By James Beckerman, MD, FACC
Happy New Year! And thanks to everyone for helping make 2011 so educational and inspiring in the WebMD Heart Disease Community. All of your posts, comments and insights are appreciated by everyone, especially me. I also value your feedback here on The Heart Beat blog, where I look forward to your posts and would love your input about interesting topics you would like me to cover in 2012.
As we embark on a new year, the Internet is full of commentary about resolutions and ideas about finally doing all those things that we resolve to accomplish each January. With publication of The Flex Diet earlier this year, I am often asked how I think about motivation — and resolutions in particular. I have recently become fascinated with some concepts explored by Tom Connellan in his book The 1% Solution for Work and Life. He believes that we have been approaching resolutions the wrong way. And I think he might be right.
What’s the purpose of a resolution, anyway? Most of us use resolutions to motivate ourselves to change our behaviors. But we know that about 25% of us will give up our resolutions a week from now, and only 10% of us will be sticking with our 2012 resolutions this time next year. So a skeptic might conclude that resolutions as motivators don’t really seem to stick.
So what’s the solution? Remember that while motivation in general can lead to accomplishments, it’s also the case that accomplishments themselves are actually great motivators. When people lose the first five pounds, they feel more excited about the next ten. When you run across the finish line, you want to sign up for the next race. When we experience success, we remember how good it feels. So the first idea is to use your accomplishments, no matter how small, to provide momentum along your journey, rather than just focusing on the big goal.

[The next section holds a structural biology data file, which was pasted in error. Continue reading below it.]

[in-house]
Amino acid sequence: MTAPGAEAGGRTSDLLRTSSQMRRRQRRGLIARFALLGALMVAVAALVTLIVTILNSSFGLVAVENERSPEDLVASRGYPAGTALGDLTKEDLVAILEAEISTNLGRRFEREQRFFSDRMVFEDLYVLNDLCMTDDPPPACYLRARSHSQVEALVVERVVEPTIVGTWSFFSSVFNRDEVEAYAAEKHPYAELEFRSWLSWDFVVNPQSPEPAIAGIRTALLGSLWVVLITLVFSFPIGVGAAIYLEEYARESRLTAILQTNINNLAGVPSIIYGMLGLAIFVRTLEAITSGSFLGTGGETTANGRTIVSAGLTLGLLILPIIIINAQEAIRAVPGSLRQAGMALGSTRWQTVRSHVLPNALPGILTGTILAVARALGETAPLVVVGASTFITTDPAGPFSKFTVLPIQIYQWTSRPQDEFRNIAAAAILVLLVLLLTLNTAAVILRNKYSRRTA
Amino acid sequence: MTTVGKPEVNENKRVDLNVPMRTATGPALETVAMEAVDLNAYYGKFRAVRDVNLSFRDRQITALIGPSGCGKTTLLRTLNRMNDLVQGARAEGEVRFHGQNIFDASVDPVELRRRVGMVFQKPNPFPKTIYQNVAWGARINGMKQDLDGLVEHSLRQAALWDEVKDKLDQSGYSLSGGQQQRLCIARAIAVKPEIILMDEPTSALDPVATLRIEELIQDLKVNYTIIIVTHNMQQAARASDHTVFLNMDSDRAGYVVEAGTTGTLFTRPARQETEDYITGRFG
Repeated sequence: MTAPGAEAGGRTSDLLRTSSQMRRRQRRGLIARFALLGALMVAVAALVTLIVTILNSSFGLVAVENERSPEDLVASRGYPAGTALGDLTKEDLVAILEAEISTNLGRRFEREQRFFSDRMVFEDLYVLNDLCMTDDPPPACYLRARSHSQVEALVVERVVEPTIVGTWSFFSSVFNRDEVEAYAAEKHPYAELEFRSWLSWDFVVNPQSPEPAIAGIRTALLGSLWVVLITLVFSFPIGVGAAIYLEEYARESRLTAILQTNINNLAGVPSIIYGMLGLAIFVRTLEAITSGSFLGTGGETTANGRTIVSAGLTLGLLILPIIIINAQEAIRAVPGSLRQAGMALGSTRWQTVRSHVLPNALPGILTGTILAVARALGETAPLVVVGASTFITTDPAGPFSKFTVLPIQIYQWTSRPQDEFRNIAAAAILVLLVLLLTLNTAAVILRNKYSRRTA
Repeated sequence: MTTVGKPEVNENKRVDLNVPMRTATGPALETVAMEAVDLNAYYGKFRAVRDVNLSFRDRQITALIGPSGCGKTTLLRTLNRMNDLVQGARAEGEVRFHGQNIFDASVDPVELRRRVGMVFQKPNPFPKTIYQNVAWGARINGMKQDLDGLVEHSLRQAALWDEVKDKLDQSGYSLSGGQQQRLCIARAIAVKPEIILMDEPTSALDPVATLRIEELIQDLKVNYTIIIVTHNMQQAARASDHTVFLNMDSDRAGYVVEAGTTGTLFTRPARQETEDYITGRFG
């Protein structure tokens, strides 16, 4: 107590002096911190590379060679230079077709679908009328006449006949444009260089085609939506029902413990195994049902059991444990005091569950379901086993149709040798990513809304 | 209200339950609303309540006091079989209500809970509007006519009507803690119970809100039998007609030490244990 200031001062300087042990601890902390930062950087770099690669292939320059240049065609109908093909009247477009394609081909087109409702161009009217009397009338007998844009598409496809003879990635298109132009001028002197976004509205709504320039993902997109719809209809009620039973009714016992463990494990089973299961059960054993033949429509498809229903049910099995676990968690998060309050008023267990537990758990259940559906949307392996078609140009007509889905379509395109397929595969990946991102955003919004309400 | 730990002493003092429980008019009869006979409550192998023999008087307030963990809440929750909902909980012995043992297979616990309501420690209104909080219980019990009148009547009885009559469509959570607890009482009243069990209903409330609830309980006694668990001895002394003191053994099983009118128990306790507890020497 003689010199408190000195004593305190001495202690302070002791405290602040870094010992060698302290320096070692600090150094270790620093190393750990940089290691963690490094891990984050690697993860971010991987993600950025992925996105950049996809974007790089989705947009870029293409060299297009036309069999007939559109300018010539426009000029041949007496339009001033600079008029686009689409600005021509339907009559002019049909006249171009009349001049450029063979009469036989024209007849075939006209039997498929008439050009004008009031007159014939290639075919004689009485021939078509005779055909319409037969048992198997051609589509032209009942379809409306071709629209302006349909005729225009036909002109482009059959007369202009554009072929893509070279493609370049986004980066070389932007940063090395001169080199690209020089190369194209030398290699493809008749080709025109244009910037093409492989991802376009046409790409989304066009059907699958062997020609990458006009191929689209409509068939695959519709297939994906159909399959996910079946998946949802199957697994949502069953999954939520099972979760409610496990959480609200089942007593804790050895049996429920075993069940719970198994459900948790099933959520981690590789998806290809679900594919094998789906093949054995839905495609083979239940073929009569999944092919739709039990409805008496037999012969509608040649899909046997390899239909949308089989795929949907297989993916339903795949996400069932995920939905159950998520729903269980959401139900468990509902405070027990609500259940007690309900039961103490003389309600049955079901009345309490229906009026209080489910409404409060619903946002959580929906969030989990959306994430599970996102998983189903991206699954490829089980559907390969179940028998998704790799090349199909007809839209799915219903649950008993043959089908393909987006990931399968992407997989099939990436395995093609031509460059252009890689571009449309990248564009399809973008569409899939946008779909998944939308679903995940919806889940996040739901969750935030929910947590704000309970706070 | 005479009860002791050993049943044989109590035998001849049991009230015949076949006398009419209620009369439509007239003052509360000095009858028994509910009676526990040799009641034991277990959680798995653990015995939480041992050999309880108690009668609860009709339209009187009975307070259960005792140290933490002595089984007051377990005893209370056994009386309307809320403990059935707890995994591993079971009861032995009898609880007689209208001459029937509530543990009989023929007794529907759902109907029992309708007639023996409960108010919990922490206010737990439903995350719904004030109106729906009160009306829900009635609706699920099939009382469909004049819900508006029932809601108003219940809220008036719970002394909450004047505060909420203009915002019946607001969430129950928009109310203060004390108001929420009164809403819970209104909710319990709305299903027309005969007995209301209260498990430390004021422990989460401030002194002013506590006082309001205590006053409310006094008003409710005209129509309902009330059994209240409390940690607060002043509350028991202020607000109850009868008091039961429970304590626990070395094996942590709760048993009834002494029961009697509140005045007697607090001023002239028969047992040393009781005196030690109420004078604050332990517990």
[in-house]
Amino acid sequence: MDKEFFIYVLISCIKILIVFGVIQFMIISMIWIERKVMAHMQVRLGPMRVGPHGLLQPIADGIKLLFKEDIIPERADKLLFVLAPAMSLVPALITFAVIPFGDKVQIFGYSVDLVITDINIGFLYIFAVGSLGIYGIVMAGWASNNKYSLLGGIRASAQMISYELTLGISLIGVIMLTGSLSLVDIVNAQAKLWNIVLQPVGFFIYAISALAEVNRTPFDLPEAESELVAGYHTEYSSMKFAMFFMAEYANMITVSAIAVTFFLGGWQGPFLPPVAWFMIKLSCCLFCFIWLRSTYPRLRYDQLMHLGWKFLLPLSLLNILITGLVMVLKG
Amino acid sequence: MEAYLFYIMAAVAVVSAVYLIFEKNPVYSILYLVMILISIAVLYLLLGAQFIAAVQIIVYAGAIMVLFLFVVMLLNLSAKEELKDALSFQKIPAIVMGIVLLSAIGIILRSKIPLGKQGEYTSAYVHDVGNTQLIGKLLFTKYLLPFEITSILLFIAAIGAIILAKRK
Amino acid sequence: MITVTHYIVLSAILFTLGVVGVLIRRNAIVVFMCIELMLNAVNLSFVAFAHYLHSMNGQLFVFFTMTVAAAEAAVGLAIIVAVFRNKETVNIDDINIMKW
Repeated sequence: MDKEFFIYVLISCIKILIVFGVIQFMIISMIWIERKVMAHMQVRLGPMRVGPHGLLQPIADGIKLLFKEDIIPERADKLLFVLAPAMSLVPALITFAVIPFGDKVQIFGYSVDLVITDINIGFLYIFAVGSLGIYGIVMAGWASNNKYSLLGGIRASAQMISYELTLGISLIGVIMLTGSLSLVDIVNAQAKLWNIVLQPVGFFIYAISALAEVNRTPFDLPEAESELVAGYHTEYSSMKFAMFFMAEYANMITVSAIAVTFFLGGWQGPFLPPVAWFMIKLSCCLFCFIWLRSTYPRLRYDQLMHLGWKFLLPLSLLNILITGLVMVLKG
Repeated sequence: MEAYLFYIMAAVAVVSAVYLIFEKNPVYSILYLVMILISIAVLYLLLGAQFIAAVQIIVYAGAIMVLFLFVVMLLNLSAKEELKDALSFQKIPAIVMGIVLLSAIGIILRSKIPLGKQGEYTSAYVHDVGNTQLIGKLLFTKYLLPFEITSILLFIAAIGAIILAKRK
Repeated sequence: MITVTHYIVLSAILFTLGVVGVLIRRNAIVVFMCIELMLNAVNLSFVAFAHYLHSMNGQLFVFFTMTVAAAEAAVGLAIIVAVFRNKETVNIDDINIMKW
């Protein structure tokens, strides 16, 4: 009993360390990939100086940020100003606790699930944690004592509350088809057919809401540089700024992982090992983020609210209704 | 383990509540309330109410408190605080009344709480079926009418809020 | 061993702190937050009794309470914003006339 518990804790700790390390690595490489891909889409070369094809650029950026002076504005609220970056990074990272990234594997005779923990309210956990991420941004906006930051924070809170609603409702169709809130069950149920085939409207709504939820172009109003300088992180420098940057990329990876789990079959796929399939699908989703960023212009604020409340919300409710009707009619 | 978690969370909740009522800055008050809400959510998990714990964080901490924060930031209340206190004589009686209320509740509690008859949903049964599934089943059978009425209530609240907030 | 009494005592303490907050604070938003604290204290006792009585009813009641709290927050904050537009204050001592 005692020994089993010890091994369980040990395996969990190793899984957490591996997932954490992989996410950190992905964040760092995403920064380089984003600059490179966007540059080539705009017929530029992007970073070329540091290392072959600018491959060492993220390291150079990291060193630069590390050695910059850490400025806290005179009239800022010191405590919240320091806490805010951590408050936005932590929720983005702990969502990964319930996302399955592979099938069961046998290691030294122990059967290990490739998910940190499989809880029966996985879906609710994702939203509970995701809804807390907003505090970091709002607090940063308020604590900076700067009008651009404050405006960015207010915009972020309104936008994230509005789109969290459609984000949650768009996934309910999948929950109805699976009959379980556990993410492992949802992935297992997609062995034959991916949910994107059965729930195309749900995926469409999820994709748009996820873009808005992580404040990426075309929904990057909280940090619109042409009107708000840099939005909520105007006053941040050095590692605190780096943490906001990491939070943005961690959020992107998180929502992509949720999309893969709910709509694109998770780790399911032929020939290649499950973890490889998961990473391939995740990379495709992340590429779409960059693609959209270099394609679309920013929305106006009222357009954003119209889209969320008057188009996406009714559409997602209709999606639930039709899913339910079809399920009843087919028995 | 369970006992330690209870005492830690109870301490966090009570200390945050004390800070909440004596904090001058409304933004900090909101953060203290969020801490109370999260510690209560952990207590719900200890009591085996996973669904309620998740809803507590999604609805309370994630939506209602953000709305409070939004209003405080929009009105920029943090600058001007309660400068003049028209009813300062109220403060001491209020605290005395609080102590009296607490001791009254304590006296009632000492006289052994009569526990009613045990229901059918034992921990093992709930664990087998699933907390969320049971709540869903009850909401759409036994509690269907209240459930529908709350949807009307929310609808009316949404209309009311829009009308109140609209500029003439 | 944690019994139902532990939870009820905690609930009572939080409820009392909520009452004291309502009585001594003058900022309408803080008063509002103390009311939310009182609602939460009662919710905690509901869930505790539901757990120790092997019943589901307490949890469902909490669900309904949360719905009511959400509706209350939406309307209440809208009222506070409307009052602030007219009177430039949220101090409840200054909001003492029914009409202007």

That’s not say that big goals aren’t good to have. I ran a marathon back in October, and that goal motivated me to run throughout the year (and even this morning!). But we can’t forget that big goals are made up of small stages and many small steps, both literally and figuratively. Rather than set yourself up for disappointment by focusing on how far you are from your big-picture goals, set yourself up to succeed by zeroing in on all the small steps and mini-accomplishments along the way. Going running one day a week is a success if you weren’t running at all. But it’s a failure if you only think about the larger goal of exercising every day. Think big, start small, and set yourself up to succeed.
Finally, let’s be real with ourselves. Change isn’t fun. Even positive change. It’s not fun to wake up an hour earlier to go for a run. It’s not fun to focus on aspects of your life that you would sometimes prefer to be mindless. It’s not fun (for me!) to order vegetables instead of fries on the side. But something interesting happens as you start making conscious changes. Better habits slowly get replaced. Conscious decisions become less conscious. Mindfulness turns into newer, healthier habits. And discomfort becomes more comfortable — and sometimes even fun. When you are at the starting line, prepare yourself for what lies ahead and don’t kid yourself that it will be effortless or that you can somehow beat the system by making positive change a completely positive experience. Many of us expect things to be easy, and we fail when we are reminded that they aren’t. Expect things to be challenging, but make this year different by embracing the challenge and recognizing that eventually, you can create new habits and a healthier lifestyle.
So there you have it. Use your accomplishments rather than lofty resolutions to motivate you. Set yourself up to succeed by thinking big, but focusing on smaller steps. And embrace change for what it really is: challenging, but exciting too.
Thanks again for being here — and have a happy, healthy 2012!